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I love you guys.

RE 383: Chapter 4 – Clearing Space

RE 383: Chapter 4 – Clearing Space

Episode 383  – Clearing space

Recovery Elevator is sponsored by BetterHelp.

Today we have Phillip. He is 46 and took his last drink on February 28, 2019.

 

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Bozeman Retreat:  https://www.recoveryelevator.com/cafere/

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Highlights from Paul

 

It’s hard to visualize a sober life when you are still drinking because your body is using every drop of energy to get rid of the poison that is alcohol from your body. Paul suggests once you ditch the booze, sit back and be the observer to watch your life unfold and resist the urge to control everything. In his eighth year of sobriety, Paul bought a home in Costa Rica, a longtime dream. After quitting, his life became a blank canvas, and now he is exploring his love for nature in his new home – which would not have been possible if he was still drinking. Paul feels connected to his inner child and is grateful for his life today.

 

In chapter 4, Paul wants to showcase listeners’ talents. Feel free to send an edited MP3 file in under 3 minutes to info@recoveryelevator.com, and you may hear yourself on the podcast.

 

Better Help:  www.betterhelp.com/elevator – 10% off your first month

 

[12:55]  Phillip lives in Minneapolis, lives with his partner, has no kids, and works as an attorney. He is a marathon runner. Phillip started drinking in college. As life unfolded, he noticed drinking was part of all his life activities, from work to time with friends. He realized he drank every day, even the night before running a marathon.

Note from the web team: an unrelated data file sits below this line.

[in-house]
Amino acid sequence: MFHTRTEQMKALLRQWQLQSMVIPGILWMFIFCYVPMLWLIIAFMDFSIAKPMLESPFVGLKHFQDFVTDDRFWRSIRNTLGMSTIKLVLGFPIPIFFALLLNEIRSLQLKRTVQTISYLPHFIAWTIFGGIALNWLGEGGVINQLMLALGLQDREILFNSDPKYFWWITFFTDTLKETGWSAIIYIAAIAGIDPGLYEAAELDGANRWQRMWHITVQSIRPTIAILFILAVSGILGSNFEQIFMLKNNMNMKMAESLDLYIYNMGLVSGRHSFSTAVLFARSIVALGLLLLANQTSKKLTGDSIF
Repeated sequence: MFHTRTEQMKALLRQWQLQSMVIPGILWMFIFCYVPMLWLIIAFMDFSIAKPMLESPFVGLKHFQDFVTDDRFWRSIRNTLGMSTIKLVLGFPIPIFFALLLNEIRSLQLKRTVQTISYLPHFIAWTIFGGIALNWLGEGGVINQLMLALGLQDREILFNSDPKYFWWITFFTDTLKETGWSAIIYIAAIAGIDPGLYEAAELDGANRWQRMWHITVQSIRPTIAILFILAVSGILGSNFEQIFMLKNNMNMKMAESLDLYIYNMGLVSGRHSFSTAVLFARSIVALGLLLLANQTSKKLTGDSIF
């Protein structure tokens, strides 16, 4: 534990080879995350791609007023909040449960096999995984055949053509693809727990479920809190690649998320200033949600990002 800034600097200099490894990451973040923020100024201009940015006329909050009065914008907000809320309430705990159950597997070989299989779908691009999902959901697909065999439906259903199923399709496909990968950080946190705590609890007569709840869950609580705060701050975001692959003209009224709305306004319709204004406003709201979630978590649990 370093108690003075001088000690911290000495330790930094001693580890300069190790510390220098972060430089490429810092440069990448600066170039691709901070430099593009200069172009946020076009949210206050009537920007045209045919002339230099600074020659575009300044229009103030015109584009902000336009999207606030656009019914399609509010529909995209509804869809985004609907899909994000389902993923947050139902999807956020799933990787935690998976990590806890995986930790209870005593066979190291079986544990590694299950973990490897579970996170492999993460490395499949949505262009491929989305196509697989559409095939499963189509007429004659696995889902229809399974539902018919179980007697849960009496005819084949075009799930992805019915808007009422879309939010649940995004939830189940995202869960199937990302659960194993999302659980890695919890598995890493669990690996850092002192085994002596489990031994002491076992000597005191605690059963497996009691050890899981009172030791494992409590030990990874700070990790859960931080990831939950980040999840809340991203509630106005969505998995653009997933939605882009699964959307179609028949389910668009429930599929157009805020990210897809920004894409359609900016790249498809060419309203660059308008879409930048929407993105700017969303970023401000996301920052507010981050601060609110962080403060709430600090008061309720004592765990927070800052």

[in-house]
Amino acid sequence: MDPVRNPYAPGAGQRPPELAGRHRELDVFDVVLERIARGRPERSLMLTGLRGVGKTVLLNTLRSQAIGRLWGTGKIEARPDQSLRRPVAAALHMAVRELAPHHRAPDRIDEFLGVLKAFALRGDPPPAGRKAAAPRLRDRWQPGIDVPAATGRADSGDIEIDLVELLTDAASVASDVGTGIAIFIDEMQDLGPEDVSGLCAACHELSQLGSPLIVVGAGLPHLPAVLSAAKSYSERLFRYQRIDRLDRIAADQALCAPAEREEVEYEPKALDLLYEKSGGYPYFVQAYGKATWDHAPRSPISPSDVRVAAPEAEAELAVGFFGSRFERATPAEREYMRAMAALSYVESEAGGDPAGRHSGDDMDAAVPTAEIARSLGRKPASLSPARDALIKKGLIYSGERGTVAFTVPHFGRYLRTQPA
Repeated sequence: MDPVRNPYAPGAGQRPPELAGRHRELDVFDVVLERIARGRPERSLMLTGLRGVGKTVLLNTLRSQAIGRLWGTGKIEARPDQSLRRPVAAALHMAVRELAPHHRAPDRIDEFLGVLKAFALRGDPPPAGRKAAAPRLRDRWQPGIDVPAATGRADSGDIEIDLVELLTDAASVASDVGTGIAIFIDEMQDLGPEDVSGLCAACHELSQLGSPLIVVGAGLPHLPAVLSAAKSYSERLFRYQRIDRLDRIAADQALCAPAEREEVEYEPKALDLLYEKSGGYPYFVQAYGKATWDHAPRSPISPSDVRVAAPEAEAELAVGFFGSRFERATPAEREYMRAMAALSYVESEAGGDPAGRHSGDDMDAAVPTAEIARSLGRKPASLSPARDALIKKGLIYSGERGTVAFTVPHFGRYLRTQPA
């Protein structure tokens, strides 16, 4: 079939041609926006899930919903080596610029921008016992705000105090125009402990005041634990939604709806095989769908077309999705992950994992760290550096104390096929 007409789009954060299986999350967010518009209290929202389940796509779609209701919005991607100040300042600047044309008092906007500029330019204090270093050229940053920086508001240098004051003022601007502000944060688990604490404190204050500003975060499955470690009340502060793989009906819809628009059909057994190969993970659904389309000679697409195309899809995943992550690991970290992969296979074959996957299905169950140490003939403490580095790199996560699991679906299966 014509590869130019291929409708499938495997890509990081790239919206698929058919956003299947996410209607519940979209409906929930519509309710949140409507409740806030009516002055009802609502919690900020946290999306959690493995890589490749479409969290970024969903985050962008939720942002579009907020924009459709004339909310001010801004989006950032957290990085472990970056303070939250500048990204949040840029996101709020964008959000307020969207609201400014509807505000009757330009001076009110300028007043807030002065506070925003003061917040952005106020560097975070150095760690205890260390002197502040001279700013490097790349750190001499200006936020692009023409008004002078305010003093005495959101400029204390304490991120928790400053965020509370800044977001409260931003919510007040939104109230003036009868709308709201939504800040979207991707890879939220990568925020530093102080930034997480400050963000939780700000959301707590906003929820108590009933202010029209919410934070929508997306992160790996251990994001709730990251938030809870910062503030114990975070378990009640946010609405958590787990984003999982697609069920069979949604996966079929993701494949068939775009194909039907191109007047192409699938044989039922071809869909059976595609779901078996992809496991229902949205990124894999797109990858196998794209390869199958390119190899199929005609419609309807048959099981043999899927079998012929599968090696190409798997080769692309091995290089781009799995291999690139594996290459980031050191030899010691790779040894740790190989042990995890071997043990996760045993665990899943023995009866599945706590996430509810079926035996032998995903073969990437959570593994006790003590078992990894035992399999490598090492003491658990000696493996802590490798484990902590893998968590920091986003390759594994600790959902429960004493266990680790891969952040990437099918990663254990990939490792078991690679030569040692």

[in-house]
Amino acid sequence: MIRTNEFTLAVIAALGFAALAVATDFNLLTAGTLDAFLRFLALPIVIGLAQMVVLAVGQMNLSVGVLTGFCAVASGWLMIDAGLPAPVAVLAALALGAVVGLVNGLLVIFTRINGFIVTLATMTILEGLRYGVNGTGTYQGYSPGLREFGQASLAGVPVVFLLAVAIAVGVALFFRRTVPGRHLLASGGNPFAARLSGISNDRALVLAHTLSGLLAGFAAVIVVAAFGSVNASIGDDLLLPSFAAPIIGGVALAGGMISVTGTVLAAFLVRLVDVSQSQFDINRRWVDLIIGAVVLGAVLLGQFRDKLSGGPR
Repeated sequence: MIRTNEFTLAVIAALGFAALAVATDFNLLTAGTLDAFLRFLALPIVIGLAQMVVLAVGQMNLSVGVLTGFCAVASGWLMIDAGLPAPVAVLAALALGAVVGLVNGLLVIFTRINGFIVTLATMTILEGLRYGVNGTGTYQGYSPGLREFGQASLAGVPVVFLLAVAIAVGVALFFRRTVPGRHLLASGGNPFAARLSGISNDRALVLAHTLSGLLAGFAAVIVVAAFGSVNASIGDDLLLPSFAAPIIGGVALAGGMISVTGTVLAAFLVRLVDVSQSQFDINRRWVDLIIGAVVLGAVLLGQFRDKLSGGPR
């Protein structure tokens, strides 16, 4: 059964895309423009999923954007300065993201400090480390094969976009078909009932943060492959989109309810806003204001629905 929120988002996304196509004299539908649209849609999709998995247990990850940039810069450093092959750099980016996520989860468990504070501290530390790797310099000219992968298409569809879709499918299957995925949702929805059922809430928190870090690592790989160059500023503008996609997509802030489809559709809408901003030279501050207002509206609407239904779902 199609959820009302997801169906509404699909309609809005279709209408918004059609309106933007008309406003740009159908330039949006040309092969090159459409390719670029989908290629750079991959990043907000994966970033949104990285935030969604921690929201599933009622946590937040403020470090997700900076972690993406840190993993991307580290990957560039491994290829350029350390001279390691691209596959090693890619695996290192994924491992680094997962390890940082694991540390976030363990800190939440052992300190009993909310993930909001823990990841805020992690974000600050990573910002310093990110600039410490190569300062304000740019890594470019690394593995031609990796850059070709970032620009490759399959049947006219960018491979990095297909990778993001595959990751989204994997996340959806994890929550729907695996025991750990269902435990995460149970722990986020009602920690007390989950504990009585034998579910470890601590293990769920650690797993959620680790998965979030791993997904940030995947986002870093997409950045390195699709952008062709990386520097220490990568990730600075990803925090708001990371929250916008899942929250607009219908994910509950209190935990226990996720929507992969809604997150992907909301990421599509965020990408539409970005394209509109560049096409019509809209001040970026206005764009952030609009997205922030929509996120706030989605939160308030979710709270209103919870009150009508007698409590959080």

In 2017, he started to question if he had a problem. The thought of quitting drinking felt like quitting fun. In 2018, Philip decided to explore his relationship with alcohol as his New Year’s resolution. He quit for four months with few problems. He kept a diary that tracked his cravings and triggers. He drank during a vacation which ended his streak. He found several reasons to start and stop. By the end of 2018, he returned to daily drinking and stopped keeping his diary, and brandy was his drink of choice. He noticed he was gaining weight, and his depression was worsening. He realized that moderation was a challenge. Choosing to drink or not drink daily was exhausting and caused decision fatigue. Phillip’s sleep was terrible; one day, he found himself drinking at 3 AM so he could sleep … two hours before a run. It occurred to him that he was now drinking in the morning.

 

As he reflected on his behavior, he saw three paths:  continue drinking, moderate, or abstain altogether. He concluded that quitting was the past of least resistance because moderation involved constant decision fatigue. He joined the “no matter what” club. He got sober, learning how to get through the moments. He kept a spreadsheet that became a diary of his cravings. He tracked his cravings to he could identify trends. His most challenging moments came later in sobriety. Three months in, Memorial Day weekend was a huge struggle. Podcasts are a huge part of Phillip’s recovery. He joined Café RE and began to connect with people. Many say you are the average of your top 5 people, and surrounding himself with non-drinkers has brought his life to a better level. He now enjoys a runner’s high when he runs, which he never experienced when drinking.   Phillip believes sobriety can be for everybody.

 

Paul’s Summary

 

Keep track of how much energy your addiction takes. Write it down. Never take yourself too seriously. I love you guys!

 

Upcoming events, retreats, and courses:

  • You can find more information about our events

 

Resources